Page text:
Interview with Suzanne December
With a last name like December, why did you name your daughters Mae and July?
I named them Maeve Malone and Julia Grace, but when my older daughter couldn’t pronounce her sister Maeve’s name she called her Mae, and it stuck. We started calling Julia “July” after that.
Are you employed outside the home?
Yes, I’m a journalist. I write a column for the local Rosedale paper called “Suzanne About Town,” and while many of my columns are about small-town happenings, some of them are more serious. My husband, Don, prefers my pleasant “happy-endings” work. I always cover local weddings, for instance.
What is your husband’s reaction when you write more serious columns?
He is not amused. For instance, in my most recent column, just before my daughter Mae’s wedding to local Sheriff Ben Bradley, I wrote about the previous Sheriff in Rose County, Trey Cantrell. Four years ago, Trey was “encouraged” to resign after a sexual scandal, something which always puzzled me. Trey was divorced at the time and the woman was a single adult. I wondered what was really behind him relinquishing the job, but put my suspicions aside as everyone in town seemed to like our new sheriff, and nobody seemed interested in looking into Trey Cantrell.
What caused you to return your attention to the former sheriff?
Sheriff Cantrell left Rosedale after his resignation, but a few years later came back to the area. Now married to the woman he had an affair with, he started building a million dollar mansion. Several of his former cronies who had left the state also returned. My curiosity was aroused. As a somewhat sneaky way of getting more information about Cantrell, I interviewed his ex-wife, Helen. I figured if anyone knew the dirt about a man, it would be his ex-wife.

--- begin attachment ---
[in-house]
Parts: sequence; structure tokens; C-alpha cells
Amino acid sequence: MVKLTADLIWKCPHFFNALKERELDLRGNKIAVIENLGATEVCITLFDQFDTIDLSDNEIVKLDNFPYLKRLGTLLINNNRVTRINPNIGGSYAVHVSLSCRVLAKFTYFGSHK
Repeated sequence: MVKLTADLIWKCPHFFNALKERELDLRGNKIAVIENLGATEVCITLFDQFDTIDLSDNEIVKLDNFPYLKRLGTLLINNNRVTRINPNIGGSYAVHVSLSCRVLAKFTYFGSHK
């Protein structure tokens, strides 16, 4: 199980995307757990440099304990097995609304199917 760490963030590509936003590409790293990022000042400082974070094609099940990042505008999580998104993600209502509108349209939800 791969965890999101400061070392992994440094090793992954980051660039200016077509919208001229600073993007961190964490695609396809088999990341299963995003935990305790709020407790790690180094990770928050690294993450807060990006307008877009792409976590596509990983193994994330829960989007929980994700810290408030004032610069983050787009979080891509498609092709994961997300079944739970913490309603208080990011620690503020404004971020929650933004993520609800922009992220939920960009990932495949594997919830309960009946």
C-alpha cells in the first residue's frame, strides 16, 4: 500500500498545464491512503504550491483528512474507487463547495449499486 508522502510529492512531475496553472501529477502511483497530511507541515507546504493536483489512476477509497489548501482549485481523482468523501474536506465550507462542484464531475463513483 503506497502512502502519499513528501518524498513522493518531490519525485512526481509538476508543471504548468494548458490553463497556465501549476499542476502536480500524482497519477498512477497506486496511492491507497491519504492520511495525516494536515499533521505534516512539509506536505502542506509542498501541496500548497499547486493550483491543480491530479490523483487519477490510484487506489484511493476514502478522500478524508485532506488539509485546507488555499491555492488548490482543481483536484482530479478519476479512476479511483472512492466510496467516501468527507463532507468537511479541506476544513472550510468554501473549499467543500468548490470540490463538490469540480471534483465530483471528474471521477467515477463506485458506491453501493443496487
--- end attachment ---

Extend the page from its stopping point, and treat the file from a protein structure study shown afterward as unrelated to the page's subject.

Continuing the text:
What did you learn from the former spouse?
She was quite tight-lipped, although she did tell me one important thing. She had come from a wealthy family and expected to be required to pay her ex-husband alimony. Although Trey had always been driven by the almighty dollar, he declined alimony. I wondered where the money came from to build his new mansion. A few days later I went back to thank Mrs. Cantrell for the interview and saw her throwing papers away. I went back that night and raided their trash. I found a notebook that later proved to be critical in providing evidence against Sheriff Cantrell.
Have you found that women are generally accepted in journalism?
It’s expected that a woman will write the social column for a small town paper. But once I went beyond writing columns about weddings, pets and gardening and started delving into crime, I ran into a wall of male opposition, both from my own husband and Sheriff Bradley’s father too. It was infuriating and I suspected it was driven both by my being female and my being “height challenged.” I am only five feet tall. I often have to wear stilettos so as to look taller.
Would you call yourself a feminist?
I would, but I’m married and love my husband. My position in the “wars between the sexes” is pretty much restricted to keeping my husband in line, noticing gender discrimination and trying to encourage other women to assert themselves. This would be a lot easier if I were only taller!
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